The Nurses

‘The Nurses' Honored for Marching, Treating Injured Protesters Amid Pandemic

Group of San Diego County nurses recognized during Nurses Week

NBC Universal, Inc.

They're on the front lines of a deadly pandemic. At the same time, some of them were marching on the front lines for social and racial reform.

For their efforts, a small group of San Diego County nurses is now being recognized with the President’s Award from the American Nurses Association of California.

“I’ve never felt that amount of emotional baggage,” said Christina Kelley, RN.

Kelley is Sharp Chula Vista’s director of education. The pandemic drained her of her energy.

“It’s been pretty tough,” Kelley said with a sigh.

“We are still exceedingly exhausted, and we still feel exceedingly raw,” said one of her best friends, Danisha Jenkins, RN.

Jenkins is Sharp Chula Vista’s director of critical care. On top of the pandemic, the duo also helped start a movement to care for social justice protestors in the thick of the marches that swept through San Diego County.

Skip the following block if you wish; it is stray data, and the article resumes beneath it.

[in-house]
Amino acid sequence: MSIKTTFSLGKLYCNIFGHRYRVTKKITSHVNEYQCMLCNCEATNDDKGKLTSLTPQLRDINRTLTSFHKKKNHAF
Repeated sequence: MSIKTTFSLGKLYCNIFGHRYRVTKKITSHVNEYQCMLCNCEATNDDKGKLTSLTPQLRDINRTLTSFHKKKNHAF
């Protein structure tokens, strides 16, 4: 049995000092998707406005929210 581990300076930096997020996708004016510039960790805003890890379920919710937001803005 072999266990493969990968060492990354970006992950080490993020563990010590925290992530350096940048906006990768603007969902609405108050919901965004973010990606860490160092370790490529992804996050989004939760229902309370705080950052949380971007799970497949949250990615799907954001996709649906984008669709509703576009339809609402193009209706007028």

Jenkins said it started after the two participated in a March shortly after George Floyd’s murder.

“There was tear gas,"Jenkins said. "There were pepper balls raining down from snipers from on tops of the buildings. It was chaos. I had never experienced anything like that.”

Kelley said they saw “patients” everywhere but weren’t equipped to help. She took it as a call to action.

Kelley and Jenkins organized other nurses from other medical groups like UC San Diego Health, Scripps, and Kaiser, and told them, "We need to be in the mix, we need to be where the hurting is, and we need to be there to provide care.”

Roughly 30 nurse volunteers formed the San Diego Protest Medical Group. They bought their own safety gear and medical equipment.

“Everyone nicknamed us ‘The Nurses,’” said a smiling Laura Chechel, RN. “We had someone on the police radio all the time, and they would announce that, ‘The Nurses are here’ or ‘The Nurses are watching.’”

Kelley said they have marched in more than 200 protests and cared for countless people with a variety of injuries and conditions.

“We were grateful to be allowed into this space and to assist in these protests in any way that we could,” Chechel said.

All three nurses agreed it was nice to be recognized for their efforts, but they would have done the work anyway.

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